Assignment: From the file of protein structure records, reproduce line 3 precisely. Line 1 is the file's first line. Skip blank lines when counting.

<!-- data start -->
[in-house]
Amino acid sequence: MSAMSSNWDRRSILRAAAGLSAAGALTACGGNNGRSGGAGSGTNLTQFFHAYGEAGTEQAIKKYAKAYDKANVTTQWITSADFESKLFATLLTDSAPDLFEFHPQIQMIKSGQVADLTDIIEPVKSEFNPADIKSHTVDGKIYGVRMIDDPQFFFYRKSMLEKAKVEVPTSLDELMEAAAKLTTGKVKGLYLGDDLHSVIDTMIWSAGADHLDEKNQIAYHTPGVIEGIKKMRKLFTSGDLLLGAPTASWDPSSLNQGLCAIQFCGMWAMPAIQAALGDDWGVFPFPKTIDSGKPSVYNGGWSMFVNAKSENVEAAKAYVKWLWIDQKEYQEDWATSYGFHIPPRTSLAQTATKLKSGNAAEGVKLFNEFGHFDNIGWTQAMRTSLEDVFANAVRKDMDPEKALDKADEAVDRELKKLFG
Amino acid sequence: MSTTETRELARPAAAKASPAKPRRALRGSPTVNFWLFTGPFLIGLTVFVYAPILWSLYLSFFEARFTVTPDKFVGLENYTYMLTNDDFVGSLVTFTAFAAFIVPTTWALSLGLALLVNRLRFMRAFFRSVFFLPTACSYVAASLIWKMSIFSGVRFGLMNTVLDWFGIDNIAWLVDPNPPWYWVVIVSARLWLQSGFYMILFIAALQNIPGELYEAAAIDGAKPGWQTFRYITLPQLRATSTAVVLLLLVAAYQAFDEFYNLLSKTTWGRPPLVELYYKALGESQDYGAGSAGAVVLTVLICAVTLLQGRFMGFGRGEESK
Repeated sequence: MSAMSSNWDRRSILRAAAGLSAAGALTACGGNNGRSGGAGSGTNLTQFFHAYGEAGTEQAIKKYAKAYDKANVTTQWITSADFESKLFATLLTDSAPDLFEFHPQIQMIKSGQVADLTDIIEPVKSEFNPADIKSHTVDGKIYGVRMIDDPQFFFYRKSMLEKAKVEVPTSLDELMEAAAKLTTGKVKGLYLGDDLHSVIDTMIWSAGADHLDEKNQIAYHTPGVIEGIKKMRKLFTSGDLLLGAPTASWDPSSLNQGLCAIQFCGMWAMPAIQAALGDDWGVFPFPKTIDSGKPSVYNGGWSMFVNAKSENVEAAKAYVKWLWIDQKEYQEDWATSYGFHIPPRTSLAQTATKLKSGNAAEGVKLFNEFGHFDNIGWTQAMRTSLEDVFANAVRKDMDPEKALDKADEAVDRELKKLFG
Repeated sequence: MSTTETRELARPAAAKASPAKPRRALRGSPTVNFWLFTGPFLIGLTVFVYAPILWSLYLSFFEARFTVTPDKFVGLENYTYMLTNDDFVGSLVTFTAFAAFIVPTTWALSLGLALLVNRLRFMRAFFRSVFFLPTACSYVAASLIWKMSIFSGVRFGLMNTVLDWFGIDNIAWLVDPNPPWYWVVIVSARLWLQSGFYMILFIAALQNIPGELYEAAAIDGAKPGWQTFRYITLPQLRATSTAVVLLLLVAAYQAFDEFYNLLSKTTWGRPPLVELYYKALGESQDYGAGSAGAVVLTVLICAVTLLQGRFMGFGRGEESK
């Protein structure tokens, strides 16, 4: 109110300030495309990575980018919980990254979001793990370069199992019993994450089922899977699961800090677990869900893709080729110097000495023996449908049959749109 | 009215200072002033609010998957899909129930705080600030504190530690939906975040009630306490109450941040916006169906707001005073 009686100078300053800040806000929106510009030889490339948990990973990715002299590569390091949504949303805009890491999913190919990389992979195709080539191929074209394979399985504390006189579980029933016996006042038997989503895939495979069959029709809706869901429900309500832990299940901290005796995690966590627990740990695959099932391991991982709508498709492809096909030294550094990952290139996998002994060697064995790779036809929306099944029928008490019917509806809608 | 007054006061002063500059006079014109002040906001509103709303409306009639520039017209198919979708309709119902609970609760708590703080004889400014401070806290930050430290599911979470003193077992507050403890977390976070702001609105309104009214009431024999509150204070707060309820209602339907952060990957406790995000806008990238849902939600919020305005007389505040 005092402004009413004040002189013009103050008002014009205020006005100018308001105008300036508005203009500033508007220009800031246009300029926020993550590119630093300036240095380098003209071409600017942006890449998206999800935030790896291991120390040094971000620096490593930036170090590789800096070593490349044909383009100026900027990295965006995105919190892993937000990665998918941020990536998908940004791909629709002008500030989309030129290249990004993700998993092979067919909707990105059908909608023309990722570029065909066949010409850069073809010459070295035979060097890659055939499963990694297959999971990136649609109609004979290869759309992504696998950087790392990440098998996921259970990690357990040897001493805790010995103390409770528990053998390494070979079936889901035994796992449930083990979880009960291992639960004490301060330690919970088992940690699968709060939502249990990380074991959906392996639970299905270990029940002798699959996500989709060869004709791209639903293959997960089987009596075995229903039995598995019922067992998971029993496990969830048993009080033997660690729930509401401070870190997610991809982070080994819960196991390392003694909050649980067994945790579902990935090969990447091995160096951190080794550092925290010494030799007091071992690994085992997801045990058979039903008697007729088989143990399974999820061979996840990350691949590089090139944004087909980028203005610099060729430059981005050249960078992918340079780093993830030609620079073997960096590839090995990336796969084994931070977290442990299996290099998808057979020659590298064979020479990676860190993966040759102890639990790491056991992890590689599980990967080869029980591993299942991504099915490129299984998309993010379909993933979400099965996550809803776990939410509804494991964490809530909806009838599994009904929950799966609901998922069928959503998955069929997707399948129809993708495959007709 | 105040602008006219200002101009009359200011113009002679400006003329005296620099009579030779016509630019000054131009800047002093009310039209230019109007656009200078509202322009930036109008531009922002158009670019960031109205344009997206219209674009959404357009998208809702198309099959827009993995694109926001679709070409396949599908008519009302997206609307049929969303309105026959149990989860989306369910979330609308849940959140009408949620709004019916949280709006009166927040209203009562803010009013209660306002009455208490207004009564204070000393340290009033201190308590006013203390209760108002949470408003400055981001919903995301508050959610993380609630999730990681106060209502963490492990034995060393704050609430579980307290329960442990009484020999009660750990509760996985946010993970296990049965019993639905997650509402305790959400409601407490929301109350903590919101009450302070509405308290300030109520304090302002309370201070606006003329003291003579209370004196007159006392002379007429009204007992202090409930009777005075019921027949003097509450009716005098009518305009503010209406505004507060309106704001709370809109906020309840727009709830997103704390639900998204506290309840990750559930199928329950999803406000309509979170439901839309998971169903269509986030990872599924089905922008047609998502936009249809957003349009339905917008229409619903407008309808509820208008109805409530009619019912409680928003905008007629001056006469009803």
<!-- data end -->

Amino acid sequence: MSTTETRELARPAAAKASPAKPRRALRGSPTVNFWLFTGPFLIGLTVFVYAPILWSLYLSFFEARFTVTPDKFVGLENYTYMLTNDDFVGSLVTFTAFAAFIVPTTWALSLGLALLVNRLRFMRAFFRSVFFLPTACSYVAASLIWKMSIFSGVRFGLMNTVLDWFGIDNIAWLVDPNPPWYWVVIVSARLWLQSGFYMILFIAALQNIPGELYEAAAIDGAKPGWQTFRYITLPQLRATSTAVVLLLLVAAYQAFDEFYNLLSKTTWGRPPLVELYYKALGESQDYGAGSAGAVVLTVLICAVTLLQGRFMGFGRGEESK